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Indonesia versus Churchill Mining Plc and Planet Mining Pty Ltd in International Centre for Settlement of Investment Disputes

Indonesia versus Churchill Mining Plc and Planet Mining Pty Ltd in International Centre for Settlement of Investment Disputes

During the past year, the arbitration lawsuits against the Indonesian Government through International Centre for Settlement of Investment Disputes (“ICSID”) have been submitted increasingly. According to the data provided by Ministry of Law and Human Rights[1], in the last 5 (five) years, at least more than 3 (three) lawsuits in which the Indonesian Government becoming the party, have been notified by ICSID. One of the above-mentioned cases which has seen encouraging result and worthy to be noticeable is Churchill Mining Plc (“Churchill”) and Planet Mining Pty Ltd (“Planet”) as the claimants versus Indonesian Government as the respondent.[2]

Background of the Case

Churchill, a company based in the United Kingdom, and Planet, a company based in the Australia are shareholders of PT Indonesia Coal Development (“PT ICD”), a foreign investment company in Indonesia, which cooperates with 4 (four) national companies named PT Ridlatama Tambang Mineral, PT Ridlatama Trade Powerindo, PT Investama Resources, and PT Investmine Nusa Persada (“Ridlatama") in the East Kutai Coal Project (“EKCP”) located in the Regency of East Kutai on the island of Kalimantan in Indonesia.

However, in 2010, referring the recommendation of Ministry of Forestry, the Regent of East Kutai revoked the mining exploration licenses related to the EKCP due to 3 (three) the following conditions: (i) Ridlatama were operating without permission from the Ministry of Foresty; (ii) Ridlatama licenses were allegedly forged; and (iii) Ridlatama licenses overlapped with other permit areas.

As a consequent to the revocation of such licenses, Churchill and Planet claimed that such actions were categorized as indirect expropriation and did not have any fair and equitable treatment which resulting to their investment losses in Indonesia. They respectively filed a request for arbitration with ICSID on the basis of the United Kingdom-Indonesia and the Australia-Indonesia Bilateral Investment Treaty (“UK-Indonesia and Australia-Indonesia BIT). After consultation with and having agreed in principle that the two above-disputes between the parties, further, the ICSID decided that these cases would be heard in a consolidated case.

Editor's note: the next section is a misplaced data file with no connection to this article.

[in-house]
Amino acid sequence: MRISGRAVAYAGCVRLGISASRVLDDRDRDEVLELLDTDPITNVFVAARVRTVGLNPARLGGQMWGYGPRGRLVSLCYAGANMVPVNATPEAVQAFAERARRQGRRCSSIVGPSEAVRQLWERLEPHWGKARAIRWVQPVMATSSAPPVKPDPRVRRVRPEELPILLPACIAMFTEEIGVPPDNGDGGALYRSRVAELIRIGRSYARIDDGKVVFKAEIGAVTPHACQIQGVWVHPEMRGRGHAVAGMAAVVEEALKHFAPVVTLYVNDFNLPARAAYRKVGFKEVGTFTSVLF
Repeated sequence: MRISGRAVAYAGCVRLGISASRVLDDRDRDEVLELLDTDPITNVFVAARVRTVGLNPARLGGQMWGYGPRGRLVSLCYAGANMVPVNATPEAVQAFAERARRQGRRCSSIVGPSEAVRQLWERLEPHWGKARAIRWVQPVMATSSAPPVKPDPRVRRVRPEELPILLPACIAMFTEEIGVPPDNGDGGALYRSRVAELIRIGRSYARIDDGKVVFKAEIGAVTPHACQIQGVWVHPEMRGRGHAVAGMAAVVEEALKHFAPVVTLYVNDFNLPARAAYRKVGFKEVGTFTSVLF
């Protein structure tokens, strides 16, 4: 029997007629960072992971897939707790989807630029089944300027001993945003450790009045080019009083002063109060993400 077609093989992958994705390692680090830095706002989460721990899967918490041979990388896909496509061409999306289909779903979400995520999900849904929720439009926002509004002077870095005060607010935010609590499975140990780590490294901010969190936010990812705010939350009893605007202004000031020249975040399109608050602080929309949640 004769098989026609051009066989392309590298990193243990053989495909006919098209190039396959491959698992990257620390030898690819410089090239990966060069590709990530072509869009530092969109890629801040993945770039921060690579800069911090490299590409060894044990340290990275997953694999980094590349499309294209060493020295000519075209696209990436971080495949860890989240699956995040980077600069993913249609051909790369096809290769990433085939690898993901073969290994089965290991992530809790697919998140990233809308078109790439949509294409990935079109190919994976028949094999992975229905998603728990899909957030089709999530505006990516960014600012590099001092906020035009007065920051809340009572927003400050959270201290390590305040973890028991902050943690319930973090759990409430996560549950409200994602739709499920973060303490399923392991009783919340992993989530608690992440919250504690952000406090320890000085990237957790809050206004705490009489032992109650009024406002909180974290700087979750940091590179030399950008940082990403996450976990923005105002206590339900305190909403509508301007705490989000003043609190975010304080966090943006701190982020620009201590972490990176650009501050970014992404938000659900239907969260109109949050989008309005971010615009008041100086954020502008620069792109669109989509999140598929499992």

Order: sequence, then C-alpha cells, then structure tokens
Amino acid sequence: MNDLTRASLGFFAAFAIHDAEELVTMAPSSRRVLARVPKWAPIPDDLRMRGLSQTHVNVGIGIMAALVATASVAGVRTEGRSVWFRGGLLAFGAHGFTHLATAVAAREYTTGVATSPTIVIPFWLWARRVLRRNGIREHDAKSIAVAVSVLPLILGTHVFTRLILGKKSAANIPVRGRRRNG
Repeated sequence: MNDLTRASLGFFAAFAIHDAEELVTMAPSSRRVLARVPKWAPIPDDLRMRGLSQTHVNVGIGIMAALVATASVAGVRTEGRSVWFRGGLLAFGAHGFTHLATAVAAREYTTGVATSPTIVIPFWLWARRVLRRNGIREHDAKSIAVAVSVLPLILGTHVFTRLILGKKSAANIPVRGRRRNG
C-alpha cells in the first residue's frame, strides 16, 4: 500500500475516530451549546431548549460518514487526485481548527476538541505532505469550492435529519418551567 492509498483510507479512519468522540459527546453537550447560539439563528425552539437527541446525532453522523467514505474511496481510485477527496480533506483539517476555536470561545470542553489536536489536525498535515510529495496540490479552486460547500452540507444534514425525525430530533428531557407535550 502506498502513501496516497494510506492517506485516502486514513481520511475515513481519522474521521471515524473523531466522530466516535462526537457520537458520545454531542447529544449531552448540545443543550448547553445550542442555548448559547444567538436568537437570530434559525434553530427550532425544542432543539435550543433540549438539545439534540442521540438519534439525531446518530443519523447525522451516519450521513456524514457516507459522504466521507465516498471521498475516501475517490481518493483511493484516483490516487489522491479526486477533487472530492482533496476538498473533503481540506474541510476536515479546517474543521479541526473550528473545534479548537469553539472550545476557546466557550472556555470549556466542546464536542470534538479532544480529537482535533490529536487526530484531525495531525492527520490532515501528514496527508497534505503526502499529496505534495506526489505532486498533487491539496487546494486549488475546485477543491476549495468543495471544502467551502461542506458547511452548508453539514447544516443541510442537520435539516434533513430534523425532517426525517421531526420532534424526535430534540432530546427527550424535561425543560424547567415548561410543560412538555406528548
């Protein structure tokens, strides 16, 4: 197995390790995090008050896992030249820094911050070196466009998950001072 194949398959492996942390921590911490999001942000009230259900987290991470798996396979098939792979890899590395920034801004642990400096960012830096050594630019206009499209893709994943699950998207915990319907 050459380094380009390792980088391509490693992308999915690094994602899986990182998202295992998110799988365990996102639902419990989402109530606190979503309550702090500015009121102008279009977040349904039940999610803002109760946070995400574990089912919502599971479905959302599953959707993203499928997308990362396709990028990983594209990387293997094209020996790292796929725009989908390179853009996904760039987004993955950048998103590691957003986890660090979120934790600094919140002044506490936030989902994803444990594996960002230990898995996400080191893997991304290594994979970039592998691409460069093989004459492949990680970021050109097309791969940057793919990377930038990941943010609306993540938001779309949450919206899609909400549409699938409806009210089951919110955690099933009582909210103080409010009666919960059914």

Settlement Dispute through ICSID

Regarding to the such arbitration lawsuit, Indonesia filed an objection to jurisdiction regarding the dispute settlement through ICSID. Indonesia claims that (i) UK-Indonesia and Australia-Indonesia BIT does not contain consent to resolve dispute through ICSID; (ii) Indonesian Investment Coordinating Board (Badan Koordinasi Penanaman Modal – “BKPM”) approval of PT ICD did not contain consent to resolve dispute through ICSID; and (iii) Churchill and Planet’s investment were not investment that protected by UK-Indonesia and Australia-Indonesia BIT because their investment did not comply with Indonesian investment law. After a hearing on jurisdiction in Singapore in May 2013, ICSID decided in February 2014 that it had jurisdiction over the dispute submitted to it due to the dispute settlement clause as stipulated in the BKPM approval, thus, Churchill and Planet were considered as investors that must be protected under UK-Indonesia BIT.

Revocation of Mining Exploration Licenses